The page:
Teachers out there, you all know the power of what we do. I hope this serves as an affirmation.

 

*************************************************************

Matthew Rozell is a United States Holocaust Memorial Museum Teacher Fellow and teaches history at his alma mater in upstate New York. His work has resulted in the reuniting of 275 Holocaust survivors and the American soldiers who freed them.

His first book, ‘The Things Our Fathers Saw’, was released to coincide with the 70th anniversary of the end of World War II. His second book,  is on the power of  teaching, remembering the Holocaust, the Benjamin photograph and this ‘Train Near Magdeburg’. 

 

 

Read Full Post »

April 15th 1945                                                                                                                   Somewhere in Germany

You will probably be wondering who I am and what business I have, writing to you.- I am one of the millions of soldiers of the United States Army, who is fighting for all the oppressed peoples of the world and hopes to have reestablished decency and honor to all mankind, with the defeat of Hitlerism.

*****

My friend Varda in Israel sent me a copy of this letter she recently received from the widow of  Mr. Shmuel ‘Tommy’ Huppert of Israel. In it, an American soldier is taking the time to write to the husband of a Holocaust survivor to let him know that his wife and young son (Tommy) have been liberated, and that they have survived the horrors of the Holocaust and the carnage of ‘Hitlerism’.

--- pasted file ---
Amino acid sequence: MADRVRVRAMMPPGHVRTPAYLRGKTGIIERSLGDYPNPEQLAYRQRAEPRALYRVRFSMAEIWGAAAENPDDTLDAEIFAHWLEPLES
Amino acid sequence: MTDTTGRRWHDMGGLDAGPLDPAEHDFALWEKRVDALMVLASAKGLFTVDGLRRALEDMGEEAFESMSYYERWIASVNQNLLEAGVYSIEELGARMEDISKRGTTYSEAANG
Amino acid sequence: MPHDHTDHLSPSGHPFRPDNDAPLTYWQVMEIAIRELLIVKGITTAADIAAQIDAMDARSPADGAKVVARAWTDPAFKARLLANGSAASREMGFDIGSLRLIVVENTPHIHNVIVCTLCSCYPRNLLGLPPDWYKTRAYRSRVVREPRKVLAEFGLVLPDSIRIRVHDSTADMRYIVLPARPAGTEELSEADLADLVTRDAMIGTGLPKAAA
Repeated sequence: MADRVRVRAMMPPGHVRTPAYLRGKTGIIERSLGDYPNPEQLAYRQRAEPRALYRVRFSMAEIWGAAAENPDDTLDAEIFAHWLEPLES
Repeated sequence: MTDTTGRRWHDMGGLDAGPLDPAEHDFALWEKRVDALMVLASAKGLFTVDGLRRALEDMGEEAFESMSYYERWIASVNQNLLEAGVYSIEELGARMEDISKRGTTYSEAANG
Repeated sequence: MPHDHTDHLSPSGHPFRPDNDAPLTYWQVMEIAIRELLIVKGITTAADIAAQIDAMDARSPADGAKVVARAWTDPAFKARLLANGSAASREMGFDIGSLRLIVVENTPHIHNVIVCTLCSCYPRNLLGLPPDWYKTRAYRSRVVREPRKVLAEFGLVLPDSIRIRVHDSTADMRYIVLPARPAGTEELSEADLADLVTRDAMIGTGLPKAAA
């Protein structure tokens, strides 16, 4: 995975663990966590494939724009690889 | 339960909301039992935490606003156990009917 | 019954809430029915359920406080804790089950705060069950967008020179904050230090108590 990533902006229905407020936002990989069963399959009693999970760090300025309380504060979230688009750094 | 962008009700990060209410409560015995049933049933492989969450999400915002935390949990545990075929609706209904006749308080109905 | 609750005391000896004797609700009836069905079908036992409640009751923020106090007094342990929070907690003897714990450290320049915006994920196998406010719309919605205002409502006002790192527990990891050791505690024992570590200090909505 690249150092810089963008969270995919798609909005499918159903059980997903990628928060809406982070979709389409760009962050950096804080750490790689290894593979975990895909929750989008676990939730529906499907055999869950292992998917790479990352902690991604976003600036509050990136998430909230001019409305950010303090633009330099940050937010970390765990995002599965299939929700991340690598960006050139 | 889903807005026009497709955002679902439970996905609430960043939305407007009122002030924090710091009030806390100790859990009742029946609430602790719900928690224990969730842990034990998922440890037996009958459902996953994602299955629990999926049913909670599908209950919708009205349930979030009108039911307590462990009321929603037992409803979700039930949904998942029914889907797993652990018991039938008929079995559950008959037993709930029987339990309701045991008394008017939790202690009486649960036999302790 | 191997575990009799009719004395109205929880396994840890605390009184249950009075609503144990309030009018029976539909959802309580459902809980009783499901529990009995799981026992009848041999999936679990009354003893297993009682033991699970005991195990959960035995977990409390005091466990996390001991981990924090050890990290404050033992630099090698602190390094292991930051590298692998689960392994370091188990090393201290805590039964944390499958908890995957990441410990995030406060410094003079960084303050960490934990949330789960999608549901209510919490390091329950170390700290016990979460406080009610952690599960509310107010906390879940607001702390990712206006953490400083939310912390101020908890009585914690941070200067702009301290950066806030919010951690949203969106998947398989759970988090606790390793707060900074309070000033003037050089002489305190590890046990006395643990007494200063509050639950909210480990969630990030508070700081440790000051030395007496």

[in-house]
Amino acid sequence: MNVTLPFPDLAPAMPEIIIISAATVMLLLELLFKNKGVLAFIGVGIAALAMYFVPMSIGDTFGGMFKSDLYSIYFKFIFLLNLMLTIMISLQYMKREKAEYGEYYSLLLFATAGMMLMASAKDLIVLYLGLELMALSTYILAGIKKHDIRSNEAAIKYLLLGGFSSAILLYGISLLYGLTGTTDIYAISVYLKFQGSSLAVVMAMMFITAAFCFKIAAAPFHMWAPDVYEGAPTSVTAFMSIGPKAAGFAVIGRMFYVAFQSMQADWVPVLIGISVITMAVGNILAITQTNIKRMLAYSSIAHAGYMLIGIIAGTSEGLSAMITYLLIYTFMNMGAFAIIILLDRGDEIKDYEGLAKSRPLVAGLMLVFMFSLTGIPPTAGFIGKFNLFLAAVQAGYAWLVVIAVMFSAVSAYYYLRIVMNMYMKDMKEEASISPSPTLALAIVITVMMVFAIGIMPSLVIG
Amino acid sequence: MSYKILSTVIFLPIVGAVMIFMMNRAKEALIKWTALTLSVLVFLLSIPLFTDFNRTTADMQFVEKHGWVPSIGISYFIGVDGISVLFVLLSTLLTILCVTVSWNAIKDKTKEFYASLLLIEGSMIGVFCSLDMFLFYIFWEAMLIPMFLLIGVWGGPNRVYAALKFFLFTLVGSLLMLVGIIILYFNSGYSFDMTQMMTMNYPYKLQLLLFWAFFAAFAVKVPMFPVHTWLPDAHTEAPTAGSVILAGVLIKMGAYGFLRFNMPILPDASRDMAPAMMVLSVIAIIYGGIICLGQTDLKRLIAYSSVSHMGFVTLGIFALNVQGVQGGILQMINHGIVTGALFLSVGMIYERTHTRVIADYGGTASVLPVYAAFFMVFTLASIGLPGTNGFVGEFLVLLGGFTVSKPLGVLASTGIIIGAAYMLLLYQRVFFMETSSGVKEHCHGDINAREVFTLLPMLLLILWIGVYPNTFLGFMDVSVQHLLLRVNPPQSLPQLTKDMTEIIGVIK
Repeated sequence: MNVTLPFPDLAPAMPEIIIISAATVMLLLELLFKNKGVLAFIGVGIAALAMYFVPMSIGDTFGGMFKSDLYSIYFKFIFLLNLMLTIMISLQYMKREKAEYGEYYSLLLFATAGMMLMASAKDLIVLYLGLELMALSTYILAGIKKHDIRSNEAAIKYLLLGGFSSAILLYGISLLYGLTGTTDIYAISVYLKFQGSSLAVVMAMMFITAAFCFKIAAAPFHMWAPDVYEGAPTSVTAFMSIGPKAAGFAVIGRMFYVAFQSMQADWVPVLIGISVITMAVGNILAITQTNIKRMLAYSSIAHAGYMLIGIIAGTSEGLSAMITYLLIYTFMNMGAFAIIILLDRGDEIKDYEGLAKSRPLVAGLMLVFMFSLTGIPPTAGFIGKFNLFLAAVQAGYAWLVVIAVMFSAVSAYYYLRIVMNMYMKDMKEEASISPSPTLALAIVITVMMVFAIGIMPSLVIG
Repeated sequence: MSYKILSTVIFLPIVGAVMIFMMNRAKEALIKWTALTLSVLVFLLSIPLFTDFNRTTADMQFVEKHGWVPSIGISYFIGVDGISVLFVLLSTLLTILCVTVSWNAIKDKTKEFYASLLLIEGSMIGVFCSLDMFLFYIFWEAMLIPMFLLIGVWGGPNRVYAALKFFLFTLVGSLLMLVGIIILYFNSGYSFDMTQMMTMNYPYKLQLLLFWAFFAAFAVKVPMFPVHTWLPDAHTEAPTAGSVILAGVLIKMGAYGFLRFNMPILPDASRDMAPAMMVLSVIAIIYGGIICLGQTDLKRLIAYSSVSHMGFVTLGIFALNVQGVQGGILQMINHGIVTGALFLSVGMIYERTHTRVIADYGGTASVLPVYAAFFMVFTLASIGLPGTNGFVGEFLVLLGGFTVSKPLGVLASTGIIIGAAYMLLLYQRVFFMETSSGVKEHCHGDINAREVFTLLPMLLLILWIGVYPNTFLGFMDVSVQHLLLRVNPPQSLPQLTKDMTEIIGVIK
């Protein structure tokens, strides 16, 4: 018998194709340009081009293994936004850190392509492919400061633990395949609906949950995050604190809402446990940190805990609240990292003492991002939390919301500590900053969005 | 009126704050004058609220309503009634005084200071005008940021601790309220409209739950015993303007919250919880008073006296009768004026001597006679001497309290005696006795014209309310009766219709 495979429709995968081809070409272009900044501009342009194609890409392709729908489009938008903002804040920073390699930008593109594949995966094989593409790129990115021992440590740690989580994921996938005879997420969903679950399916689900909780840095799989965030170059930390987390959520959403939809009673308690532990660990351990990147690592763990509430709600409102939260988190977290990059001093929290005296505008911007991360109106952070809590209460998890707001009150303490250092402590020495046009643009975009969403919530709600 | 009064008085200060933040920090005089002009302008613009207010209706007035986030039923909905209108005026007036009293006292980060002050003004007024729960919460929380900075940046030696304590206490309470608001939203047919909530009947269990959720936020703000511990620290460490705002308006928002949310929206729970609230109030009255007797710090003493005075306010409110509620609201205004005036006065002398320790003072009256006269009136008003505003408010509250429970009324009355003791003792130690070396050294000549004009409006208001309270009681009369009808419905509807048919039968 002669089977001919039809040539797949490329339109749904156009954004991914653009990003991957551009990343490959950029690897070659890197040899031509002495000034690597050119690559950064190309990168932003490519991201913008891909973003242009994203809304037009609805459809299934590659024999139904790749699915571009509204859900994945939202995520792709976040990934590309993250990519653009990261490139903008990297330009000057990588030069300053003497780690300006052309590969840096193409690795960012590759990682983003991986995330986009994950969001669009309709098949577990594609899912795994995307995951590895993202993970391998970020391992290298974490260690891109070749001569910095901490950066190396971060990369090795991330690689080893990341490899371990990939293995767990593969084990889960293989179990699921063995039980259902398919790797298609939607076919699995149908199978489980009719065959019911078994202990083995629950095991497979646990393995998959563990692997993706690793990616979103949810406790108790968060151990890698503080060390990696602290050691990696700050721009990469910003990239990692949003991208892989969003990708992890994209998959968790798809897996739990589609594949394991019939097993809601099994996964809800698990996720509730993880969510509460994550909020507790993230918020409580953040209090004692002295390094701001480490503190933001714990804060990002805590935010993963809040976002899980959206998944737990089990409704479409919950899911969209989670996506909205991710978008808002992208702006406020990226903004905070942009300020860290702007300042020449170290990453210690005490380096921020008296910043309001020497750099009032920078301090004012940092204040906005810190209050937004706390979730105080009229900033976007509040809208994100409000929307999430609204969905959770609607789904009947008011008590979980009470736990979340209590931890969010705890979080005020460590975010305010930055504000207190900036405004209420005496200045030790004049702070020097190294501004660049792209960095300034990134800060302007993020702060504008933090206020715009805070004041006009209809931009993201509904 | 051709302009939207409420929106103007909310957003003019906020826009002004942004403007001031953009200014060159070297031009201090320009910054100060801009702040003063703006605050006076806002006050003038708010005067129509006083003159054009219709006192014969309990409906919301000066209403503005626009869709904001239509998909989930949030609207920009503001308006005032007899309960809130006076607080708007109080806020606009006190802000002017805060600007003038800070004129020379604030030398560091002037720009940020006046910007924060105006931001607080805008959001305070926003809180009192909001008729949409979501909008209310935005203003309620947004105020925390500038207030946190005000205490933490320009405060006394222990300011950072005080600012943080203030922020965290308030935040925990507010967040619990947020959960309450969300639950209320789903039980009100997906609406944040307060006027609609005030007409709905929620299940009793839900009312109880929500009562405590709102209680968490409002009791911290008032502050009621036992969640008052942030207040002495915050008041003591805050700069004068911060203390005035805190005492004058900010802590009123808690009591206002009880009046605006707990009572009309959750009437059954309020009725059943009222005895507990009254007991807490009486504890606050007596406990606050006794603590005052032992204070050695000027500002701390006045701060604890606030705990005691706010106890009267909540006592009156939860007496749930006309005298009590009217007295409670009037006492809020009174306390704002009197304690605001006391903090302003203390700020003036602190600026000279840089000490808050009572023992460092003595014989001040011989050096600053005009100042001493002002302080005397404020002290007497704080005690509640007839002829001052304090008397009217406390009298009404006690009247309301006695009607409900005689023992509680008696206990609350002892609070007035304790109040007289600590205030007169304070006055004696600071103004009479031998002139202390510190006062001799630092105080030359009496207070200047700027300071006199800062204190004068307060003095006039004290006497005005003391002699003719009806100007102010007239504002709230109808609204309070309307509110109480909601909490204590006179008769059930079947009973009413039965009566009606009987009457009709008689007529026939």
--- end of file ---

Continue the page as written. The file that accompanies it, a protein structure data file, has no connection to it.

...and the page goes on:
Young Tommy and his mother, Mrs. Hilde Huppert,  were liberated at Farsleben on the transport from Bergen Belsen on April 13th, 1945. They managed to get to Palestine shortly after liberation, bringing with them many, many orphaned children, including my friend Lily Cohen.  Hilde’s manuscript, Hand in Hand with Tommy, was one of the first Holocaust memoirs completed after the war and a cathartic way for her to attempt to come to terms with what had happened.

It took years to be properly published, as it was originally rejected because it was ‘too soon after the war’. Later, at 93 years of age, Hilde was asked if there was anything specific she wished to convey to American readers of her book. She replied, ‘Tell them I will never forget those American GIs who liberated us from the Germans…I can still recall their amazed faces in that dusty jeep and the U.S. Army symbol. I remember kissing one of them, and I want the American people to know that I am grateful to them.’

One of the soldiers, on the Sunday following the Friday liberation, took the time to send this note on her behalf to her husband in Palestine. It now resides in the collection at Yad Vashem, Israel’s Holocaust Remembrance Authority.

4-15-45 Gartner to Huppert 1

April 15th 1945                                                                                                                      Somewhere in Germany

Dear Mr. Huppert,

You will probably be wondering who I am and what business I have, writing to you.- I am one of the millions of soldiers of the United States Army, who is fighting for all the oppressed peoples of the world and hopes to have reestablished decency and honor to all mankind, with the defeat of Hitlerism.

Two days ago, it was the priviledge (sic) of our unit, to be able to liberate a trainload full of people of all nations imaginable, who were being transferred from a concentration camp near Hannover, to some other place. Our advances were so swift, that the SS guards, left this particular train where it was and took off.